Meeting rooms are a lot like buses. You wait ages for one and then three become available all at once. Sometimes none turn up at all. Research by Kinnarps, which we do as part our Next Office consultancy, has found something that might not come as a great surprise. Employees are deeply frustrated with the lack of meeting room availability, often even in agile workplaces, especially locked-down project rooms.
Meetings, in general, have come to epitomise everything that’s wrong with modern work. Meetings that could have been an email. Meetings about organising other meetings. Meetings without minutes. Awkward conference calls. Even worse, video calls. Meetings in the office kitchen. Makeshift meetings that encroach on your space.
Yet the need for a specific type of meeting room continues to grow. Workplaces are now hubs for collaboration. People are spending lots more time working out of the office. The Office for National Statistics estimates that 50 percent of the UK workforce will be working remotely by 2020. These nomadic employees need space to be available and function when it’s time to meet with colleagues.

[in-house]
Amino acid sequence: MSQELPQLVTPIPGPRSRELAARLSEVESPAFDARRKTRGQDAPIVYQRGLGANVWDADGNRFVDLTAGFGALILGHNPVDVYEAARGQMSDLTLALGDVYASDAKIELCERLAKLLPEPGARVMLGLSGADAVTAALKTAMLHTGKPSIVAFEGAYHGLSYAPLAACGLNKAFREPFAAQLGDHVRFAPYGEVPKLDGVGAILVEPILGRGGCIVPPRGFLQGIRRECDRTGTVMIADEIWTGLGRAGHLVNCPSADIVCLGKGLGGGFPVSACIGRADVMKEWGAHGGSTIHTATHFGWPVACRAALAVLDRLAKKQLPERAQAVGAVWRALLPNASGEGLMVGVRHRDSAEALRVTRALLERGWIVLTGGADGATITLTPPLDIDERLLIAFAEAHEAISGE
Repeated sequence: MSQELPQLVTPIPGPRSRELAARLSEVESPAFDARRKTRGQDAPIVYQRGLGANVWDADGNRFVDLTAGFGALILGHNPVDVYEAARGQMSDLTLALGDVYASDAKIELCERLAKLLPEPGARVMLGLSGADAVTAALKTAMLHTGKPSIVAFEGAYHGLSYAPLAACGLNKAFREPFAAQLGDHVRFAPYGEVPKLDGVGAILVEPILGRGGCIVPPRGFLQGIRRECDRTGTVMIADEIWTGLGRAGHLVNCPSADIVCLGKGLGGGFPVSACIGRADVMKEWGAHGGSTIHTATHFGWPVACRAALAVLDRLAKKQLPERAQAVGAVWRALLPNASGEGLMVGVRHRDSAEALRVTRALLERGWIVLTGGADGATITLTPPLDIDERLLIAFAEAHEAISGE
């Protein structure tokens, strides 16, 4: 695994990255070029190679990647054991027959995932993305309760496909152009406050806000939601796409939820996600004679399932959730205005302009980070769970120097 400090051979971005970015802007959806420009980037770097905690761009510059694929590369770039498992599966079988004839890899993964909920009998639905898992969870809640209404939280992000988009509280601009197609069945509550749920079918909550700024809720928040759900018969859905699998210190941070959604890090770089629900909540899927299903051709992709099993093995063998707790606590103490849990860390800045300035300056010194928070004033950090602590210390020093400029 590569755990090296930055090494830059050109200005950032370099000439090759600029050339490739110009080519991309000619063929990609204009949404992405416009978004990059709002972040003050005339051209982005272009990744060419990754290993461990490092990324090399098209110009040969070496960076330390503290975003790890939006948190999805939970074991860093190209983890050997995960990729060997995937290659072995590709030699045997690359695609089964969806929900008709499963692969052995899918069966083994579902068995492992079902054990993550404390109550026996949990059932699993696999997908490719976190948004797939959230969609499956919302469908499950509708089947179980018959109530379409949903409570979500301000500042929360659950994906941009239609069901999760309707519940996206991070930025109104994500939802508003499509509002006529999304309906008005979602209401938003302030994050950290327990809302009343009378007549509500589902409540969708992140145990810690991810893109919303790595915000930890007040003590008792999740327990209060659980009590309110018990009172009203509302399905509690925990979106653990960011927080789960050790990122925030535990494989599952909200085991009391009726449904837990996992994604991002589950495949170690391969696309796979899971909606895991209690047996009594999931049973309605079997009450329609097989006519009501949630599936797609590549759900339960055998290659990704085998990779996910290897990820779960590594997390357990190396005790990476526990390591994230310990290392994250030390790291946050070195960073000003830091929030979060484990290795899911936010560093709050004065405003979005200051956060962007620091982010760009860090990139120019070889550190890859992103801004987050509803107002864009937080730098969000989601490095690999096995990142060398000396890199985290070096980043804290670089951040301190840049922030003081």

However, it also has a great deal to do with the space that collaboration now occupies in our conception of work and what makes workplaces – and especially agile workplaces – effective. Huge swathes of modern offices are designed so that colleagues must “break away to space to work together”. For sectors such as tech, finance and legal – where mid- to long-term projects happen often and agile scrum sessions and extreme programming are all the rage – this is creating an even greater need for dedicated project rooms.